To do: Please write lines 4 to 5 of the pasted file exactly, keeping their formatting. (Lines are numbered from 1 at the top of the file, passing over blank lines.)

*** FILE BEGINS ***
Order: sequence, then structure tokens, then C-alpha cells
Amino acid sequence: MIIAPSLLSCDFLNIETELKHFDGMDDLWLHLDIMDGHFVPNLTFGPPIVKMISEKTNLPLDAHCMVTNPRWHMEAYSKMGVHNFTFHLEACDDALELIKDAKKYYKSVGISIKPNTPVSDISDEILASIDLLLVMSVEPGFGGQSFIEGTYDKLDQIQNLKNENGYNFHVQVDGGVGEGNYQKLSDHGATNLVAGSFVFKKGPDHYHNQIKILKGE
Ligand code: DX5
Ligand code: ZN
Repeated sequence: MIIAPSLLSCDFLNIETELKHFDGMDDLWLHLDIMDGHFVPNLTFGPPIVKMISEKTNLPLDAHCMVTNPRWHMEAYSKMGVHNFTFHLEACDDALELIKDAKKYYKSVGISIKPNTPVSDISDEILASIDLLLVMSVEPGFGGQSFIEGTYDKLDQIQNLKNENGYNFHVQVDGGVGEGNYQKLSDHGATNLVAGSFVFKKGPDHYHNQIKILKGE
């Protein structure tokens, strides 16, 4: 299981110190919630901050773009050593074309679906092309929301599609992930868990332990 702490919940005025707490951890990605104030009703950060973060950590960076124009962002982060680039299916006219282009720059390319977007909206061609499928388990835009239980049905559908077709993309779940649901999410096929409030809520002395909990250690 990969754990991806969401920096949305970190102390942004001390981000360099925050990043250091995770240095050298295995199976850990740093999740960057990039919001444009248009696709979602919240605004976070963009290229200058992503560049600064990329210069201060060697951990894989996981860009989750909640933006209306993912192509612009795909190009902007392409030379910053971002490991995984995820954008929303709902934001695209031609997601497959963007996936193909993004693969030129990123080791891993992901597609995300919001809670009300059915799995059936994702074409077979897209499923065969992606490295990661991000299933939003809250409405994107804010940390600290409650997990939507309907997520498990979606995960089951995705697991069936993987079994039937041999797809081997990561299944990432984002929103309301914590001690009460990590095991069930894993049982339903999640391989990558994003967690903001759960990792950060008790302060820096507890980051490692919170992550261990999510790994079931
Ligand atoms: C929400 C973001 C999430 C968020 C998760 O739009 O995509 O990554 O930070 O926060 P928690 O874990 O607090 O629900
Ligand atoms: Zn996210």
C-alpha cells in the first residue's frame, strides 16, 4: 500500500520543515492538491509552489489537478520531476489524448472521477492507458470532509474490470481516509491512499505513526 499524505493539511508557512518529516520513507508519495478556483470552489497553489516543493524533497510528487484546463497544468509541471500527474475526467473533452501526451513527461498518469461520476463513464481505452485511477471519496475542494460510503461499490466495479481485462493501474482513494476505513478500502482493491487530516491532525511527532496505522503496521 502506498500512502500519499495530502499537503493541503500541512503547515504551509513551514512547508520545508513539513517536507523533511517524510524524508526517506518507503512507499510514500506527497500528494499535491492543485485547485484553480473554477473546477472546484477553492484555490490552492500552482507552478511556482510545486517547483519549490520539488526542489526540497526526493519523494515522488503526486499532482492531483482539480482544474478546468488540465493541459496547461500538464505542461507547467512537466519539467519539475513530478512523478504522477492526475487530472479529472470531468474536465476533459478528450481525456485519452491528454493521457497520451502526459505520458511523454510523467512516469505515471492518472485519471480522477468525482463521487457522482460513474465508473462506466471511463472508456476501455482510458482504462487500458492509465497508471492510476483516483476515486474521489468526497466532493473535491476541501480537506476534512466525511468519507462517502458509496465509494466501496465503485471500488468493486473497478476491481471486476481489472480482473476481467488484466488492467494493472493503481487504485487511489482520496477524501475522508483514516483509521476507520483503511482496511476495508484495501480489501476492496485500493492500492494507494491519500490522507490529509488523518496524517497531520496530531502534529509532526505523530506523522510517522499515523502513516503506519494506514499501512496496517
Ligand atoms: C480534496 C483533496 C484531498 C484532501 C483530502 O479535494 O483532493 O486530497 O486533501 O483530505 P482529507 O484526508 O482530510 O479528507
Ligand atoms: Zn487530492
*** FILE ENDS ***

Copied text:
Ligand code: ZN
Repeated sequence: MIIAPSLLSCDFLNIETELKHFDGMDDLWLHLDIMDGHFVPNLTFGPPIVKMISEKTNLPLDAHCMVTNPRWHMEAYSKMGVHNFTFHLEACDDALELIKDAKKYYKSVGISIKPNTPVSDISDEILASIDLLLVMSVEPGFGGQSFIEGTYDKLDQIQNLKNENGYNFHVQVDGGVGEGNYQKLSDHGATNLVAGSFVFKKGPDHYHNQIKILKGE